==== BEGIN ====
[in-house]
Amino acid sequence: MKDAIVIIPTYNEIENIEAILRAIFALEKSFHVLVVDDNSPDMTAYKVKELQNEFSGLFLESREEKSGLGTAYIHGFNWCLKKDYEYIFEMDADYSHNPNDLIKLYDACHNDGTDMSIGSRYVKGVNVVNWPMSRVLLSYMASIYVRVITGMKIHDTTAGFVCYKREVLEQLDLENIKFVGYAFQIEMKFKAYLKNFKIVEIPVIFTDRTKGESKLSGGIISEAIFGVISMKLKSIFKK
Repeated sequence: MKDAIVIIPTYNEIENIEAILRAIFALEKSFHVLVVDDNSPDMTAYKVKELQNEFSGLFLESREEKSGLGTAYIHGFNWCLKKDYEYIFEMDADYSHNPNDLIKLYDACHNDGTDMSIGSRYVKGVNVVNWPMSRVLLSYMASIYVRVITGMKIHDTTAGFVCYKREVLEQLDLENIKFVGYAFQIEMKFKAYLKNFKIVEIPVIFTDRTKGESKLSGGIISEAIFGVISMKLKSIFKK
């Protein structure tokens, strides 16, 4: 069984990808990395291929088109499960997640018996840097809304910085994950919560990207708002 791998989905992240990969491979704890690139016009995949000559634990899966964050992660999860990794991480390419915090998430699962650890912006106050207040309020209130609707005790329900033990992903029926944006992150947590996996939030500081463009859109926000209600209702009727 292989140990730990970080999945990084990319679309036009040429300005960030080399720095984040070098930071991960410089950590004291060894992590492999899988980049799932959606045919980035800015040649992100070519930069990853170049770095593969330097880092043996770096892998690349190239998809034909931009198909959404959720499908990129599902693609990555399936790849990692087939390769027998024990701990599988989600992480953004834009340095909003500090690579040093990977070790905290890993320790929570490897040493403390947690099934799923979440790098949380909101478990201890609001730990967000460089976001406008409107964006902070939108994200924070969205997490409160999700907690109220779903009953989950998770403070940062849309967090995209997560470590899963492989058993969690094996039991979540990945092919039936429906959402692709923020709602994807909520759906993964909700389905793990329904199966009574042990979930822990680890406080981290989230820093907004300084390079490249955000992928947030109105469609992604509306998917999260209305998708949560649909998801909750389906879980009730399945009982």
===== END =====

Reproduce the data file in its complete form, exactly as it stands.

[in-house]
Amino acid sequence: MKDAIVIIPTYNEIENIEAILRAIFALEKSFHVLVVDDNSPDMTAYKVKELQNEFSGLFLESREEKSGLGTAYIHGFNWCLKKDYEYIFEMDADYSHNPNDLIKLYDACHNDGTDMSIGSRYVKGVNVVNWPMSRVLLSYMASIYVRVITGMKIHDTTAGFVCYKREVLEQLDLENIKFVGYAFQIEMKFKAYLKNFKIVEIPVIFTDRTKGESKLSGGIISEAIFGVISMKLKSIFKK
Repeated sequence: MKDAIVIIPTYNEIENIEAILRAIFALEKSFHVLVVDDNSPDMTAYKVKELQNEFSGLFLESREEKSGLGTAYIHGFNWCLKKDYEYIFEMDADYSHNPNDLIKLYDACHNDGTDMSIGSRYVKGVNVVNWPMSRVLLSYMASIYVRVITGMKIHDTTAGFVCYKREVLEQLDLENIKFVGYAFQIEMKFKAYLKNFKIVEIPVIFTDRTKGESKLSGGIISEAIFGVISMKLKSIFKK
């Protein structure tokens, strides 16, 4: 069984990808990395291929088109499960997640018996840097809304910085994950919560990207708002 791998989905992240990969491979704890690139016009995949000559634990899966964050992660999860990794991480390419915090998430699962650890912006106050207040309020209130609707005790329900033990992903029926944006992150947590996996939030500081463009859109926000209600209702009727 292989140990730990970080999945990084990319679309036009040429300005960030080399720095984040070098930071991960410089950590004291060894992590492999899988980049799932959606045919980035800015040649992100070519930069990853170049770095593969330097880092043996770096892998690349190239998809034909931009198909959404959720499908990129599902693609990555399936790849990692087939390769027998024990701990599988989600992480953004834009340095909003500090690579040093990977070790905290890993320790929570490897040493403390947690099934799923979440790098949380909101478990201890609001730990967000460089976001406008409107964006902070939108994200924070969205997490409160999700907690109220779903009953989950998770403070940062849309967090995209997560470590899963492989058993969690094996039991979540990945092919039936429906959402692709923020709602994807909520759906993964909700389905793990329904199966009574042990979930822990680890406080981290989230820093907004300084390079490249955000992928947030109105469609992604509306998917999260209305998708949560649909998801909750389906879980009730399945009982």